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Some new voters will be shut out under "no match, no vote" law

TALLAHASSEE — More voters than ever are expected at Florida polls Nov. 4, but a newly enforced state law could thwart thousands from having their vote count.

State election officials have notified more than 800 people in the Tampa Bay area and a total of 10,400 statewide who recently signed up to vote that they aren't yet qualified because of discrepancies between their signup forms and state records.

The would-be voters must clear up the discrepancies or their vote on Election Day won't count.

The state's "no match, no vote" law, enforced for roughly a month, has ensnared people like Eckerd College senior Brittany Reynolds.

The 20-year-old art major said she is so busy she could barely glance at the letter she got this week, let alone fax a photocopy of her driver's license to the Pinellas County elections office.

"It's a real bummer," Reynolds said. "I did want to be a part of the election."

The law was passed by the Republican-led 2005 Legislature over Democratic objections. It requires the driver's license number or last four digits of a Social Security number written on new voter registration applications to match numbers in a government database.

But criticism of the law has taken on new meaning in an election year that features the country's first black mainstream party presidential nominee and unprecedented voter registration efforts, particularly by Democrats.

Critics, who sued to block the law in federal court shortly after it passed, contend that the system unfairly targets Hispanics because they often use two surnames, which can cause confusion and a mismatch in the state's voter database.

But a federal judge recently upheld the law. And after Florida Secretary of State Kurt Browning issued orders to implement the law, the controversy that has only grown.

The Florida Democratic Party unsuccessfully petitioned Republican Gov. Charlie Crist to suspend the law until after the election.

Now criticism is rising among some county election supervisors, who are elected by local voters. They think Browning, a former Republican elections supervisor in Pasco County, issued orders that don't provide enough latitude to ensure the widest voter participation.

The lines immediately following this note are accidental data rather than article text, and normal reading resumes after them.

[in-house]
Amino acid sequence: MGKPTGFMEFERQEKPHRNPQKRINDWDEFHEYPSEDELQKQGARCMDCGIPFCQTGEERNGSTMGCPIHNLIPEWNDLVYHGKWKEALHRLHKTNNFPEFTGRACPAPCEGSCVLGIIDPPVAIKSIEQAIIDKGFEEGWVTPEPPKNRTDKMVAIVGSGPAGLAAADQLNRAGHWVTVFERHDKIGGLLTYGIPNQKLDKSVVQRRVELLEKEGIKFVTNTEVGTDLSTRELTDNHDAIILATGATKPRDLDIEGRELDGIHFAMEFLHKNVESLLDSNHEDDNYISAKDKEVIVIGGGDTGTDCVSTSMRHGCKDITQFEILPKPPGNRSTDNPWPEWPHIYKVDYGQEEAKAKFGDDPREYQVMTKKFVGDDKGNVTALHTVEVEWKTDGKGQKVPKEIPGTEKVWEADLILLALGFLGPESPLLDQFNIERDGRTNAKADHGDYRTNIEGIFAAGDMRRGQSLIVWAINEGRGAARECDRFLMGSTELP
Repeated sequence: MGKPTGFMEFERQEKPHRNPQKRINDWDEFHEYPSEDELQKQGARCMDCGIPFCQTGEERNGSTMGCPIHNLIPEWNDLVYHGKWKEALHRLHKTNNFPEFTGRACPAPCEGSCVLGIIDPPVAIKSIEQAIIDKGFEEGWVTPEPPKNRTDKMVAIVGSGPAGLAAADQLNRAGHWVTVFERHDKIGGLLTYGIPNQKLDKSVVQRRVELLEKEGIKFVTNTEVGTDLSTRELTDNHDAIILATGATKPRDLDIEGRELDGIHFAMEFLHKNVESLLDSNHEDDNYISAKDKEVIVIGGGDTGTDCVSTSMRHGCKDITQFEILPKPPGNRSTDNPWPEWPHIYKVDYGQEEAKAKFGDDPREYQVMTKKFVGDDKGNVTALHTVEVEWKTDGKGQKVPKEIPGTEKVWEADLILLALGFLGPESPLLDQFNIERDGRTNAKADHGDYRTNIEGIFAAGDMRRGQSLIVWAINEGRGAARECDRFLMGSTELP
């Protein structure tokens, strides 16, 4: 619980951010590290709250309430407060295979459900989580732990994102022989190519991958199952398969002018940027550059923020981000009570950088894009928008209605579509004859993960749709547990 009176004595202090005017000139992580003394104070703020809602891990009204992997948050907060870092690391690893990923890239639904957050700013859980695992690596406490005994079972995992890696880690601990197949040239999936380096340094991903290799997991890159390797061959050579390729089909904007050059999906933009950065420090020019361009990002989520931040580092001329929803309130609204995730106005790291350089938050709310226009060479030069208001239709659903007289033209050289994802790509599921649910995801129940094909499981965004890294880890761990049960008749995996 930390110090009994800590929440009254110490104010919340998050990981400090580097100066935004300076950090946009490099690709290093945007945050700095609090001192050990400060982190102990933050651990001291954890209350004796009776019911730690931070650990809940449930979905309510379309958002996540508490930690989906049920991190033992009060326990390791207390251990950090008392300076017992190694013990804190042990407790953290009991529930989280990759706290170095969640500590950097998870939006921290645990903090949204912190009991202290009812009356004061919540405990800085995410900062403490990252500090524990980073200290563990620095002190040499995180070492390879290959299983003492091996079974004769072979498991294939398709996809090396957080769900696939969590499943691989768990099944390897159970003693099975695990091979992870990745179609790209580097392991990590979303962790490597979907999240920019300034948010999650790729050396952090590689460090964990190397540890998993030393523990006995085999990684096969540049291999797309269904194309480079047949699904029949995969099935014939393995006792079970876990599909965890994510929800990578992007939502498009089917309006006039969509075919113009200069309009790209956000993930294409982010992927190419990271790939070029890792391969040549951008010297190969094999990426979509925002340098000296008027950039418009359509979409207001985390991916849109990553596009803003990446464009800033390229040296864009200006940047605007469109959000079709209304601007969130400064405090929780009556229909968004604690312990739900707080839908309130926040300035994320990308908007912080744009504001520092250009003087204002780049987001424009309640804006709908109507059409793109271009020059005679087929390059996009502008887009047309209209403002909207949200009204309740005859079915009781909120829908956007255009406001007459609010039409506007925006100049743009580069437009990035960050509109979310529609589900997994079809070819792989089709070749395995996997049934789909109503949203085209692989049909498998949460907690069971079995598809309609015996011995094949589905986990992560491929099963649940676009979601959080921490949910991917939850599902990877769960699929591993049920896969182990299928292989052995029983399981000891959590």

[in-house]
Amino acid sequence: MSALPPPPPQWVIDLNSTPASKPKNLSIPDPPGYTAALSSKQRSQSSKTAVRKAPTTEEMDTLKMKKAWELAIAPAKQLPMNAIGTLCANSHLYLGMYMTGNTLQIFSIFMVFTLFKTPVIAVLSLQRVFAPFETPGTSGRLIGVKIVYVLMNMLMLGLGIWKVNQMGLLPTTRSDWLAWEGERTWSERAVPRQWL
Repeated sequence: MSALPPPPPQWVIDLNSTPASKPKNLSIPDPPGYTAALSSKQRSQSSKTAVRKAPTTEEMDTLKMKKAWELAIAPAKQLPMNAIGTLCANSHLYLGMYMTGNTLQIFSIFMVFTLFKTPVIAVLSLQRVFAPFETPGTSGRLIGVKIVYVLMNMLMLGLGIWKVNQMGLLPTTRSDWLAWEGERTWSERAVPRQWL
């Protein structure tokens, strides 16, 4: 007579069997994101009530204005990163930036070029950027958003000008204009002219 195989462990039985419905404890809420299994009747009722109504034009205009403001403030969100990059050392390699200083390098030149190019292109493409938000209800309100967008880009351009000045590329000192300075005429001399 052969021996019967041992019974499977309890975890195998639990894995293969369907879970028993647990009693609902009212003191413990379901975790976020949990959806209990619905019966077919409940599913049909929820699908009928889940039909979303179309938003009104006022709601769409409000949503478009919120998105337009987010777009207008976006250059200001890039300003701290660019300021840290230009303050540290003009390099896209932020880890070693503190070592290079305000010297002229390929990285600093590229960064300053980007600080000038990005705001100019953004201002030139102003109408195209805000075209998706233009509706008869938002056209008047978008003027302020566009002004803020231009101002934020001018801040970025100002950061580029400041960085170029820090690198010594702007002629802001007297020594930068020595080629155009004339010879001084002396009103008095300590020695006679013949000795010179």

"I think the state has gone way beyond the intent of the law," Pinellas County Supervisor of Elections Deborah Clark, a Republican, said Friday in a tense conference call with Browning.

Browning has said the law requires voters to clear up discrepancies in an elections office with election employees to create a paper "audit trail." Voters who haven't done so before Election Day can cast provisional ballots at the polls, but the ballot is only counted if the voter resolves the discrepancy within two days.

"I have concerns about uniformity," Browning said Friday.

Clark wants Pinellas poll workers to try to resolve any matching issues at the precinct or at early voting sites so those people can avoid having to cast provisional ballots.

• • •

Despite the emotion, the law has snared a fraction of the 229,000 people who registered since Sept. 8 when the law began being enforced. They are a subset of more than 800,000 newly registered voters this year. The Florida Democratic Party claims 360,00 of those registered as Democrats, compared to 190,000 who registered Republican. All told, more than 11-million Floridians are now registered to vote.

As of Oct. 3, the Division of Elections had identified 32,847 people whose information did not match official databases. In many cases, the state was able to resolve the discrepancy without contacting them, leaving 10,422 in limbo.

And nearly 3,000 of those have been corrected, putting the unresolved figure at about 7,400 as of Oct. 3 About 800 of cases are in the Tampa Bay area, according to figures provided to the St. Petersburg Times:

• In Hillsborough, 483 letters have been mailed to voters through Oct. 3 — 242 to Democrats, 45 to Republicans and 196 with no party affiliation.

• In Pinellas, 266 letters have been mailed, compared with the 8,012 new voter registrations since Sept. 8, when Browning said the law should be enforced.

• In Pasco, 28 letters have been mailed as of Oct. 1, compared to the 8,856 registrations filed since Sept. 8.

• In Hernando, 25 letters were mailed compared to 1,584 applications.

Craig Morse, a 53-year-old dog treat maker in Largo, said the mistake was his. "When I wrote down my driver's license number, I put a zero instead of a 1."

He said he made a photocopy of his license, mailed it in and is now ready to vote, possibly as early as Oct. 20, when early voting starts.

"I'm leaning toward McCain," Morse said. "But I know Obama is going to win," he added, referring to Republican Sen. John McCain and Democrat Barack Obama. "This economy is so up in the air, and everybody wants a change."

Reynolds, the college student, thought she was shut out. But she isn't.

"Awesome," Reynolds said when told how she could still qualify to vote. "I'll have to see what classes I have on Election Day, but I'd love to vote."

Times staff writers Steve Bousquet and Kim Wilmath and news researcher Emily Rieman contributed to this report.

Some new voters will be shut out under "no match, no vote" law 10/10/08 [Last modified: Monday, October 13, 2008 3:34pm]
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